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Our County by Efren Carrillo

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Our County by Efren Carrillo - November 2016

by Efren Carrillo

Noreen Evans’ Dangerous & Reckless Pension Proposal

Noreen Evans has proposed one of the most irresponsible and ill-conceived ideas yet in her campaign for Supervisor, a pie-in-the-sky idea that puts our entire pension fund at-risk. In her recent Close To Home with Julie Combs, Evans discussed this concept as a viable and creative solution to our affordable housing crisis. It’s clear to us that Noreen Evans is clueless as to the grave logistical and financial issues facing her proposal, which would saddle taxpayers with hundreds of millions of dollars in liabilities.

In her Candidate Statement for the November election, Noreen Evans has identified $2.3 billion in the Sonoma County Employees Retirement Fund as a source for financing affordable housing. She has since tried to distance herself from that attractive description to say that her proposal is really for workforce housing suitable for firefighters and teachers. Nonsense.

The proposal reaffirms Evans’ continued efforts to gloss over what was a terrible idea which creates more questions than answers about the prospects of adding up to $900 million in additional unfunded pension obligations to the Sonoma County Employee Retirement Association (SCERA) Fund, on top of the $800 million in unfunded pension obligations currently outstanding. 

The idea also shows Noreen’s lack of understanding and research on the SCERA, which is managed by a separate Board of Directors and requires funds to be diversified to meet an expected rate of return, which Noreen’s proposal would do away with. The end result is a Ponzi scheme-like scenario that robs Peter to pay Paul, which will eventually catch up to retirees and taxpayers who will have to make up for the lost revenue.

It is important to understand that the Sonoma County Board of Supervisors has no authority to choose SCERA investments. The SCERA Board is a separate entity entirely, with some members appointed by the Supervisors, who have a responsibility to maximize return on investment.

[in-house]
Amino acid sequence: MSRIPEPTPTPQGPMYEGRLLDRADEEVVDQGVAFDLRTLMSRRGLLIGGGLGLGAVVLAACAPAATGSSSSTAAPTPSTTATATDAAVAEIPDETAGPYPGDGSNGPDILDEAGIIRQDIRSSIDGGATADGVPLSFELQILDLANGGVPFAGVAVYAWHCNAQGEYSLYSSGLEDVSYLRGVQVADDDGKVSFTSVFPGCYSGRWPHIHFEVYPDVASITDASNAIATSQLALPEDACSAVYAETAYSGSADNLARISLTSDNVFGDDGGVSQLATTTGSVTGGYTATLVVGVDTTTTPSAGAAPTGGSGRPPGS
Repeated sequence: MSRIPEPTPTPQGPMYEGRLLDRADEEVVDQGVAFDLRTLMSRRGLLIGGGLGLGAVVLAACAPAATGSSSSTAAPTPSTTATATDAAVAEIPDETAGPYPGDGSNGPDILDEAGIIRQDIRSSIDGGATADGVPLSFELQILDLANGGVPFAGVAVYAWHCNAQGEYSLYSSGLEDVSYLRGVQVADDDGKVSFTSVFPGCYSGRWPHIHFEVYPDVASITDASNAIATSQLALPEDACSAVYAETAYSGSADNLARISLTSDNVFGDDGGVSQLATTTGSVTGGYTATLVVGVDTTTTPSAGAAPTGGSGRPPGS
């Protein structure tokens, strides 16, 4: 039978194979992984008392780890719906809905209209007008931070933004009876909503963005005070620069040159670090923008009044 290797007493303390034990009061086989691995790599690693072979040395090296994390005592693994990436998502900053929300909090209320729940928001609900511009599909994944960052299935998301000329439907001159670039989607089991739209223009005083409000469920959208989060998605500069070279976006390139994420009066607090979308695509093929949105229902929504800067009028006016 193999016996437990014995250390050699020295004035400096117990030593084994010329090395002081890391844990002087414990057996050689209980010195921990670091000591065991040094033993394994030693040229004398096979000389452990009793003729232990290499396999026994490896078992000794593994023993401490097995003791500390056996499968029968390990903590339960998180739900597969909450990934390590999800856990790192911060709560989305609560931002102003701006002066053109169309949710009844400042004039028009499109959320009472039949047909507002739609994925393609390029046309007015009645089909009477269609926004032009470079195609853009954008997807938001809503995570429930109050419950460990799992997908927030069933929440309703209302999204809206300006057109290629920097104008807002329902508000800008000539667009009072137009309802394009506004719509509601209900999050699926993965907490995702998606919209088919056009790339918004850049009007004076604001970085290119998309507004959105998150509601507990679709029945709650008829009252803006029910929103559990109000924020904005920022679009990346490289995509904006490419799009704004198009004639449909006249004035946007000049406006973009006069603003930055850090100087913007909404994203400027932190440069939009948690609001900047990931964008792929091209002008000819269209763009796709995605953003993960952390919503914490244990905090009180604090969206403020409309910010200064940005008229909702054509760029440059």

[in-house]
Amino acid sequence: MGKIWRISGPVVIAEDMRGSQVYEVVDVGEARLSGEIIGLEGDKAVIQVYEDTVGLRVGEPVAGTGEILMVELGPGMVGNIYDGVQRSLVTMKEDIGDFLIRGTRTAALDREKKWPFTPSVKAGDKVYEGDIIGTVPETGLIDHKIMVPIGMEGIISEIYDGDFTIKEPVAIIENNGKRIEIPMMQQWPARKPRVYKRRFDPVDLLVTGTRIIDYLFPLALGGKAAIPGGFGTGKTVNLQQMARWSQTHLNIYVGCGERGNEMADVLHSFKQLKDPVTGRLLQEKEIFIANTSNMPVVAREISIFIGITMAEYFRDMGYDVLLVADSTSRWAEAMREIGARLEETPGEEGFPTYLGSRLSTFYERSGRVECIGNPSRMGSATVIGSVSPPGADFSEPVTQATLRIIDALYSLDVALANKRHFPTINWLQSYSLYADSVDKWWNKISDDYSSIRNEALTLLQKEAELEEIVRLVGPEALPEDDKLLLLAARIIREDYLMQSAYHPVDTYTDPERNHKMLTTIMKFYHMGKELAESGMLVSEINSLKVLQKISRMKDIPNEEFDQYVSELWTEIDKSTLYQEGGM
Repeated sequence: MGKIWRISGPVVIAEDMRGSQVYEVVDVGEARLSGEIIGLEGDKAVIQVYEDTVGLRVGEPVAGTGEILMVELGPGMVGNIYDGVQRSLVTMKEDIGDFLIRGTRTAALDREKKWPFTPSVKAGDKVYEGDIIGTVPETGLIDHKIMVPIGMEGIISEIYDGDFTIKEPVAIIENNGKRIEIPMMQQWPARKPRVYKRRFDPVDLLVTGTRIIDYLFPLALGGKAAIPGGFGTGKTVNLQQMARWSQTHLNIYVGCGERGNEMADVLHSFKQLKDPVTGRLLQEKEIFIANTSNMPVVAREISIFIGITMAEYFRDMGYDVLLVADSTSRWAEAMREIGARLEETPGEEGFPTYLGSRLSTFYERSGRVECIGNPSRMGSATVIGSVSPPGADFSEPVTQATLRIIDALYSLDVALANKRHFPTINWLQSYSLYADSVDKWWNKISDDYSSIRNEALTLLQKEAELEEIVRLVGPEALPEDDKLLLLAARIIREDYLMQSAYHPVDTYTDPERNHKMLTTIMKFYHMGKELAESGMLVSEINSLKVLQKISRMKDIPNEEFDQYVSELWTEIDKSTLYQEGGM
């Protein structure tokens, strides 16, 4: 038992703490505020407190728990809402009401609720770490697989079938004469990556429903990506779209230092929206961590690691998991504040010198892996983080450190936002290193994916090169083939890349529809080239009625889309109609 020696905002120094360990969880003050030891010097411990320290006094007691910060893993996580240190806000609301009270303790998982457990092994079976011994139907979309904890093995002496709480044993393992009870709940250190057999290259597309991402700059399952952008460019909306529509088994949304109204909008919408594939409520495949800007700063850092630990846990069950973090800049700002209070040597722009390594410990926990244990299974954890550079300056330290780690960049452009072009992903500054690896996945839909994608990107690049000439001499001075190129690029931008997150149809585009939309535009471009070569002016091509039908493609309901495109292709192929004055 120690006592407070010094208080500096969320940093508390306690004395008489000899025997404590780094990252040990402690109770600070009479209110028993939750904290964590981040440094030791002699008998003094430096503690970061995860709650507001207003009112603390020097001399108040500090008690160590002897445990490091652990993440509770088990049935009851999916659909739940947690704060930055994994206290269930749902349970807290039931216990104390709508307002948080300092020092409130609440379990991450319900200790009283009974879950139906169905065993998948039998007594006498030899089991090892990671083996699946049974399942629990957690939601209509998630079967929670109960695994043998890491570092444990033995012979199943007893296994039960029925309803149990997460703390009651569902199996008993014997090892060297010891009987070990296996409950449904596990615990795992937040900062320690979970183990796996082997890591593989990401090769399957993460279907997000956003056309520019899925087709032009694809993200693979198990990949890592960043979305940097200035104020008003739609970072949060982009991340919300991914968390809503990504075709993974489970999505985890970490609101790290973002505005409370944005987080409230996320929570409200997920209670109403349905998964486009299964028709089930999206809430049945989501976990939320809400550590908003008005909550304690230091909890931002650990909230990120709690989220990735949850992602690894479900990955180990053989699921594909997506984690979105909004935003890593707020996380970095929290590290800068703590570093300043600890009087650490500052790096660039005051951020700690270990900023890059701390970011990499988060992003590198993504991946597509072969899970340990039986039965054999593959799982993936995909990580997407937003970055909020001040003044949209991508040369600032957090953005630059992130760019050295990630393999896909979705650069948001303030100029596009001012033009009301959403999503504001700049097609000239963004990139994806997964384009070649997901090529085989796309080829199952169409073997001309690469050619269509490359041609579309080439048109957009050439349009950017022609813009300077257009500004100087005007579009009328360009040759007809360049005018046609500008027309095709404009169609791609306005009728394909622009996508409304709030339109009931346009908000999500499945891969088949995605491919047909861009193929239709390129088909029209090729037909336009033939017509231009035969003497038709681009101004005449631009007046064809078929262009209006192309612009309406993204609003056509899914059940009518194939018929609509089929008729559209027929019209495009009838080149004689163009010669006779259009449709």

Despite being informed of these and other facts surrounding the pension fund, Candidate Evans continues to portray her scheme as a viable solution. It is not. 

It’s clear that Noreen Evans is selling a concept to the voting public that may sound good in print, but would be disastrous for both the County employees that support her and the taxpayers in the long run. 

Further, Evans has consistently scoffed at solutions proposed by her rival, Lynda Hopkins. Both of Lynda Hopkins’ proposals to address the housing crisis offer promise. Junior Second units (using underutilized bedrooms within existing homes to create small affordable studios – recently signed into law with AB 2406, an emergency statute approved by Governor Brown on September 28th) and her proposal to streamline the process and reduce fees for granny units – where they are allowed – would create meaningful housing for low income single people at a much faster rate than large development. 

Single family households are the largest growing sector of our population, and the most impacted by rising rents.

Rather than being open to new ideas, Evans continues to tout inclusionary housing, which is only possible in tract development. Not only that, but given the required margins, building a meaningful inventory of affordable units using inclusionary housing would require massive development and infrastructure. Is that what Sonoma County wants? We think not.

Noreen Evans’ proposal, as it stands, is a testament to her irrational and irresponsible fiscal mentality, and voters should keep a wary eye on her campaign proposals to ensure the protection of our tax dollars. Certainly, this idea calls her financial decision-making thought process into question.

There is no doubt we need to invest in affordable housing, but Noreen’s proposal is a reckless one that puts taxpayers and Sonoma County in financial danger.

Public Hearings on The Sonoma County Water Agency’s (SCWA) Fish Flow Draft Environmental Impact Report (DEIR) have been scheduled for mid-November. The first hearing in the upper river, will be held at the Cloverdale Veterans’ Hall on November 16th at 6pm. In my District, or the lower river, the hearing will take place on November 17th at the Guerneville Veterans’ Memorial Building at 6pm. 

The 180 day public review period began on August 19th. Due to the volume of information in the report, and the importance of this issue for our community and the river, the comment period was extended from the typical 60 day review and comment period to a 180 day public review period. All written comments will be due by February 14, 2017 and can be sent to fishflow-eir@scwa.ca.gov Of course, your comments may be submitted at the public hearings in November, or at any time up until the deadline.